Did you know? Provincial and federal sales targets regulations will require all new passenger vehicles sold in BC to be zero emissions by 2035. Each year automakers are introducing more EV models with ever-increasing driving ranges, which means there is likely already an EV that is right for you. View this brochure from EmotivBC to see a list of available EVs in BC.
- Battery EV (BEV) - Uses electricity to power a 100% electric motor and battery
- Plug-in hybrid EV (PHEV) - Uses an electric motor and battery with support of a gas engine
- Fuel cell vehicle (FCV) - Powered by oxygen and compressed hydrogen
With the market for EVs growing, so is the number of local drivers who own an EV. We've profiled one such Kamloops EV-owner in the video below. Rena shares what she loves about owning and driving an EV!
While EV drivers report doing the majority of charging at home, the network of public charging stations is ever growing, making it is easier and convenient to recharge your vehicle when you are on the go.
Visit PlugShare.com to find the EV charging stations near you.
Types of EV Charging
Type Level 1 Charging (110V) Level 2 Charging (240V) Level 3 Charging (480V) Range 1 hour = 8 km range 1 hour = 30 km range 30-60 minutes = 80% charge Charging Locations Home (trickle) charge Home, work, on-the-go On-the-go, usually for long distance trips
While an EV currently costs more to purchase upfront than a comparable gas-powered vehicle, it costs significantly less to operate and maintain and EV, resulting in a lower total cost of ownership.
Did you know? Only 12% to 30% of the energy in gasoline is used to move a vehicle, with most of the remaining energy lost in heat. Over 77% of the energy in electricity is converted into vehicle movement when including regenerative braking.
Battery EVs are far more efficient than vehicles with internal gas engines, which saves you fuel costs. The cost to charge an EV is about 75% less than fueling up a gas-powered car, and you can expect to pay about $2-$4 for every 100km of travel, depending upon where you re-charge your EV (e.g. at home vs. public EV charging station).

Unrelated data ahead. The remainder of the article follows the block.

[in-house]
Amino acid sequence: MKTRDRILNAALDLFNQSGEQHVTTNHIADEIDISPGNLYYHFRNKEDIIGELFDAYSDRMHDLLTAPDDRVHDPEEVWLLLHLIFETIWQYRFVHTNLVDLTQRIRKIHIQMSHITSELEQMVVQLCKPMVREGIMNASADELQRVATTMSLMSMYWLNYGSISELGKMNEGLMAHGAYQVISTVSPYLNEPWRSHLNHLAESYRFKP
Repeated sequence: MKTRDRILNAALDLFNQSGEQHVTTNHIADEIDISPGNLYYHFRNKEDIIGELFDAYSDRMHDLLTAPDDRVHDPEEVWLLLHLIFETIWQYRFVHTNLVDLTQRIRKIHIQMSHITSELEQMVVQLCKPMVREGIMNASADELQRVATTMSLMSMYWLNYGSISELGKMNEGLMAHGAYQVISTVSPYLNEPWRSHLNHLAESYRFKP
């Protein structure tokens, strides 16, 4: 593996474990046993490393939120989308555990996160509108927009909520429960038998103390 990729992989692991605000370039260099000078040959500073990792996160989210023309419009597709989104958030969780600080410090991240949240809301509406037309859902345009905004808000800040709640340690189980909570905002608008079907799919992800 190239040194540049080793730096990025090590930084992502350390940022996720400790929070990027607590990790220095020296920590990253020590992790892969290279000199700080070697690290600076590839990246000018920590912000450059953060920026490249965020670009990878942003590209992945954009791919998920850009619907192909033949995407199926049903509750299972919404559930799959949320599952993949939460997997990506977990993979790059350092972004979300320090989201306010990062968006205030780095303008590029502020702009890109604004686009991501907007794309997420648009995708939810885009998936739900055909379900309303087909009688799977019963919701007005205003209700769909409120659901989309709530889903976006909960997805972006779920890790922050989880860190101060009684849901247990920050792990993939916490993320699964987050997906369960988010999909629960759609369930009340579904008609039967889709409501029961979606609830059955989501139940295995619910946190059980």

As EVs have fewer moving parts, you can expect to pay about 47% less on maintenance costs than a gas-powered vehicle. And unlike an internal combustion engine, the following parts of an EV will never need servicing or replacement:
- Fan belts
- Spark plugs
- Oil changes
- Exhaust system
Environmental Benefits of EVs
In BC, 96% of electricity is clean energy so you can reduce your environmental impact further. Driving an EV with zero tail pipe emissions means you are helping to improve community health, reduce air pollution and fight climate change.
Other Benefits of EVs
- Many EVs have regenerative braking which harnesses the energy expended while slowing a vehicle to help recharge the batteries. It also greatly reduces the wear and tear on the regular mechanical brake system, which reduces maintenance costs
- EVs generate more torque than gas vehicles, with the power going straight to the wheels for instant acceleration
- EVs are quieter than gas powered cars, producing less noise pollution in urban areas
- EVs do not idle so you can pre-heat or pre-cool the interior air of the car exhaust-free
On September 20, 2022, City Council adopted zoning bylaw amendments regarding electric vehicle charging infrastructure requirements for all new residential development at time of construction, effective January 1, 2023.
The intent of these requirements is to enable all new residential development to be equipped with electrical infrastructure that facilitates easy and cost-effective access to electric vehicle charging at home.
Zoning Amendment Bylaw No. 55-9, 2022 (Electric Vehicle Charging Infrastructure Requirements) outlines three distinct definitions to guide developers and builders at time of construction: EV Capable Parking, EV Ready Parking, and EV Installed Parking, as highlighted in the illustrations.
Starting January 1, 2023, new residential development in Kamloops must provide, at minimum, one EV-capable parking stall per dwelling unit. Click here to learn more about the technical specifications for EV charging requirements that are required for building permit applications.
The primary objective is to future-proof new residential development for the transition to electric transportation, which is being driven by provincial and federal sales target regulations that require all new passenger vehicles to be zero emissions by 2035.
The availability of EV charging infrastructure at home (and on the go) is a key factor in the decision to purchase an EV. New homes can be equipped with EV charging infrastructure at a relatively modest cost when compared to retrofitting.
The use of technology, such as EV energy management systems, which allow multiple charging points to safely use a single circuit simultaneously, also make it more feasible to install EV charging, particularly in multi-family residential buildings.
- Learn more about the City's Electric Vehicle and Electric Bike Strategy and discover what the City is doing to support the adoption and use of electric bikes and electric vehicles in our community.
- Visit Plugshare.com to find charging stations near you
- Visit EmotiveBC.ca for a range of resources on EVs